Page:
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Keywords:

  • stature estimation;
  • skeletal length in the grave;
  • anatomically reconstructed stature;
  • Fully;
  • femur—stature regression;
  • Trotter & Gleser;
  • bias

Abstract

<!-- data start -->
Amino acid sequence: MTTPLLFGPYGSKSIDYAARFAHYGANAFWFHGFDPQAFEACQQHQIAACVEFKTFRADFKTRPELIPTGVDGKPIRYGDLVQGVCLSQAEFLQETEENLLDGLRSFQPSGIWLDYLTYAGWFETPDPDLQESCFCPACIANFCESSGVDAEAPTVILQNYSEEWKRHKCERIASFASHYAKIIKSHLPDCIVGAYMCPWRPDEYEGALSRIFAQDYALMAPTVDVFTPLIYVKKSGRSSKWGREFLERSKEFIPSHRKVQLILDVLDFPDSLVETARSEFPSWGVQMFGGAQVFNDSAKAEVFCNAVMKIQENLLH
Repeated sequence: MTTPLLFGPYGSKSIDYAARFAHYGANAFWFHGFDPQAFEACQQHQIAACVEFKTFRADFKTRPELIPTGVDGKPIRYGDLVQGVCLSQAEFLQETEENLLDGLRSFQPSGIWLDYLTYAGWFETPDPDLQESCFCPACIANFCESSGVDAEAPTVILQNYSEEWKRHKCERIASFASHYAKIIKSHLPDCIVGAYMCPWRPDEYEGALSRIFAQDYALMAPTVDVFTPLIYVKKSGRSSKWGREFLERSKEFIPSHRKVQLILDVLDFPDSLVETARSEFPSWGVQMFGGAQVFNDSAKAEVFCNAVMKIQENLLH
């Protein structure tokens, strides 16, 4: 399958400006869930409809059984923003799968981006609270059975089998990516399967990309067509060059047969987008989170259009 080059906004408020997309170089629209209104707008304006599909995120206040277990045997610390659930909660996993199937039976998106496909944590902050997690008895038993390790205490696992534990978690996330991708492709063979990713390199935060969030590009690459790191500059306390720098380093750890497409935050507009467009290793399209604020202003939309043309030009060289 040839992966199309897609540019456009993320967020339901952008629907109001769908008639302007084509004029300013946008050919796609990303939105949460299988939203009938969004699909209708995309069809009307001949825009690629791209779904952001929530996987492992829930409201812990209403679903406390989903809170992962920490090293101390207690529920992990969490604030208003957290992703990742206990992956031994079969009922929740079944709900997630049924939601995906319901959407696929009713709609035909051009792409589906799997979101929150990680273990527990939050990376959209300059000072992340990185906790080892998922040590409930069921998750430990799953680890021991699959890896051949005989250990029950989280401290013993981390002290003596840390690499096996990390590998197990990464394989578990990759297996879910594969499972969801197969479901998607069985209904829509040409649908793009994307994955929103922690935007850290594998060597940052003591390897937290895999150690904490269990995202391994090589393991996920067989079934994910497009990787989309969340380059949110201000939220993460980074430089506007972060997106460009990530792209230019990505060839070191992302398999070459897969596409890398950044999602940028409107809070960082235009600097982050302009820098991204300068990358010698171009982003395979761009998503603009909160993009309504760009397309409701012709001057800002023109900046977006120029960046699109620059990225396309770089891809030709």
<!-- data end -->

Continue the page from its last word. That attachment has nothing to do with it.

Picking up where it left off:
This study evaluates a method for obtaining stature estimates for populations represented by skeletal material, with individuals buried in a supine position. During the excavation of a Danish mediaeval cemetery, in situ skeletal length in the grave was measured from a point above the cranial point farthest from the body to the most distal point of the talus. The measurement was made with a folding rule placed on the sagittal midline of the skeleton, allowed to follow any curvature of the skeleton in situ. In the laboratory, stature was reconstructed anatomically, and this stature was regarded as an accurate estimate of living stature. Stature was also reconstructed from femur length by two linear regression procedures: 1) by sample and sex specific formulae, employing a leave-one-out approach, and 2) by sex wise formulae for Euro-Americans from Trotter & Gleser (1952, American Journal of Physical Anthropology10: 463–514). Skeletal length in the grave and the two stature estimates based on linear regression were compared to anatomically reconstructed stature. Skeletal length in the grave estimated anatomically reconstructed stature with practically no bias (95% CI: −1.3–1.5 cm). Sample specific regression formulae estimated anatomically reconstructed stature also with no bias (95% CI: −1.2–1.1 cm). In contrast, statures calculated from Trotter & Gleser's regression formulae estimated anatomically reconstructed stature with a bias of about 4 cm (95% CI: 3.3–5.0 cm). Estimates of stature variance were biased for all three estimation procedures. However, for samples of adults, an adjusted variance estimate can be obtained by subtracting 8.7 cm2 from the variance obtained from skeletal lengths in the grave. It is recommended to measure skeletal length in the grave whenever possible, and use this measurement for estimating statures for prehistoric and early historic populations. Copyright © 2005 John Wiley & Sons, Ltd.